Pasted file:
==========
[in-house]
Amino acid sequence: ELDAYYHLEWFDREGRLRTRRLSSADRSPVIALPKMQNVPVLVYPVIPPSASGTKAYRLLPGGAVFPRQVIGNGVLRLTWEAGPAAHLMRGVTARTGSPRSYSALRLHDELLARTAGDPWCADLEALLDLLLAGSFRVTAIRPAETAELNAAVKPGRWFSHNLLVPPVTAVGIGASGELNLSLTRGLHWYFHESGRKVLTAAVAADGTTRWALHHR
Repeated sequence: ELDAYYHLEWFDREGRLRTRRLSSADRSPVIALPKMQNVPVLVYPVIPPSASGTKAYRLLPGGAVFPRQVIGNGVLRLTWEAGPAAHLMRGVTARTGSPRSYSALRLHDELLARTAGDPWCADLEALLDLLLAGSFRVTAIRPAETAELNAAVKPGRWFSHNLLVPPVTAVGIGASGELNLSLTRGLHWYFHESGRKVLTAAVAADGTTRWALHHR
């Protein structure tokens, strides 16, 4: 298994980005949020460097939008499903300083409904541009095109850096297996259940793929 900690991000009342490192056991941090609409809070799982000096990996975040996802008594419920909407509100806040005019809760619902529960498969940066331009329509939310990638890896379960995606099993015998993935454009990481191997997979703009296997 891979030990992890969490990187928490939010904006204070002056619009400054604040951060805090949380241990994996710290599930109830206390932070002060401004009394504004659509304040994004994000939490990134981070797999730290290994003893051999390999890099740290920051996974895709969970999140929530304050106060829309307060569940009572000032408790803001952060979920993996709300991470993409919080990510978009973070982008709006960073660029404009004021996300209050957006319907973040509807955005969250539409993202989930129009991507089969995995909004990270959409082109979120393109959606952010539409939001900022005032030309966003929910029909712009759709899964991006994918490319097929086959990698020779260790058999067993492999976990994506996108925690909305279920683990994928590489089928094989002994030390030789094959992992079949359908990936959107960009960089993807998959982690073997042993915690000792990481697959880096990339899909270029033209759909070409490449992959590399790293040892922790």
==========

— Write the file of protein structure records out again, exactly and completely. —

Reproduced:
[in-house]
Amino acid sequence: ELDAYYHLEWFDREGRLRTRRLSSADRSPVIALPKMQNVPVLVYPVIPPSASGTKAYRLLPGGAVFPRQVIGNGVLRLTWEAGPAAHLMRGVTARTGSPRSYSALRLHDELLARTAGDPWCADLEALLDLLLAGSFRVTAIRPAETAELNAAVKPGRWFSHNLLVPPVTAVGIGASGELNLSLTRGLHWYFHESGRKVLTAAVAADGTTRWALHHR
Repeated sequence: ELDAYYHLEWFDREGRLRTRRLSSADRSPVIALPKMQNVPVLVYPVIPPSASGTKAYRLLPGGAVFPRQVIGNGVLRLTWEAGPAAHLMRGVTARTGSPRSYSALRLHDELLARTAGDPWCADLEALLDLLLAGSFRVTAIRPAETAELNAAVKPGRWFSHNLLVPPVTAVGIGASGELNLSLTRGLHWYFHESGRKVLTAAVAADGTTRWALHHR
């Protein structure tokens, strides 16, 4: 298994980005949020460097939008499903300083409904541009095109850096297996259940793929 900690991000009342490192056991941090609409809070799982000096990996975040996802008594419920909407509100806040005019809760619902529960498969940066331009329509939310990638890896379960995606099993015998993935454009990481191997997979703009296997 891979030990992890969490990187928490939010904006204070002056619009400054604040951060805090949380241990994996710290599930109830206390932070002060401004009394504004659509304040994004994000939490990134981070797999730290290994003893051999390999890099740290920051996974895709969970999140929530304050106060829309307060569940009572000032408790803001952060979920993996709300991470993409919080990510978009973070982008709006960073660029404009004021996300209050957006319907973040509807955005969250539409993202989930129009991507089969995995909004990270959409082109979120393109959606952010539409939001900022005032030309966003929910029909712009759709899964991006994918490319097929086959990698020779260790058999067993492999976990994506996108925690909305279920683990994928590489089928094989002994030390030789094959992992079949359908990936959107960009960089993807998959982690073997042993915690000792990481697959880096990339899909270029033209759909070409490449992959590399790293040892922790």